It’s home-tour time again, and today I have another gem from the ever-inspiring Norm Architects to share with you.
Located in Copenhagen, this historic villa is named the ‘PH House’ in homage to renowned Danish designer, architect and critic Poul Henningsen, who once used it as his summerhouse. It was rebuilt after a 2014 fire destroyed much of the structure, and it’s now home to a family of three.
Norm Architects were commissioned to restore as many of the villa’s original features as possible, while also reconfiguring the layout to suit modern living. They started by increasing the height of the facade, extending the top floor from 40sqm to 100sqm and incorporating additional bedrooms and bathrooms. They then opened up the ground floor to create an airy living area with windows on all sides, and added a floating solid-oak staircase topped by large skylights.
Throughout the house, parquet flooring and wooden panelling sit alongside crisp white walls and contemporary dark-wood cupboards, creating a minimalist yet elegant aesthetic. Teak mid-century furniture, amber-glass and brass accents and sleek marble plinths add further elements of contrast, and the whole place is flooded with natural light.
Coincidentally, the owner had been collecting Poul Henningsen lamps for many years before buying the house, and they’re now dotted around the various rooms. They work brilliantly alongside carefully chosen contemporary lighting, including Menu’s ‘JWDA’ and ‘TR Bulb’ lamps in the living area and master bedroom.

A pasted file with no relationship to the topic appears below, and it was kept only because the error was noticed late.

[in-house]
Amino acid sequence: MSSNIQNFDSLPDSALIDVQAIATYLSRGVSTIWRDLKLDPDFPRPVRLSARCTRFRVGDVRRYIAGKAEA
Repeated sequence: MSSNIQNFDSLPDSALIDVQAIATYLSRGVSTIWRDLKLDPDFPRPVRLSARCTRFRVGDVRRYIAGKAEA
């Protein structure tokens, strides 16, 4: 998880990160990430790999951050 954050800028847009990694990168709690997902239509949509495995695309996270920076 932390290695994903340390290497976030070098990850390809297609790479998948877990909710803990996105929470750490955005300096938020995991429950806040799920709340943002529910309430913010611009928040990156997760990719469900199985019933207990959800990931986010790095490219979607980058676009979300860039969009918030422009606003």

The bespoke kitchen was designed by Norm for Danish brand Reform and combines smoked-oak cabinets with bronzed brass handles and slim brass taps; there’s also an island unit made from pale grey stone and illuminated by a pair of retro PH lights. A bank of full-height cupboards separates the kitchen from the sitting area beyond, cleverly zoning the open-plan space without interrupting its flow.
The grey and brass colour scheme continues in the bathrooms, which have ceramic-tiled tubs and striking wall-hung concrete sinks. They’re complemented by brass hooks and brass ‘Darkly’ mirrors, created for Menu by Scottish-Swedish designer Nick Ross.
All in all, the house is a beautiful blend of old and new – a fitting tribute to the timeless designs of its former resident.
All photography via Norm Architects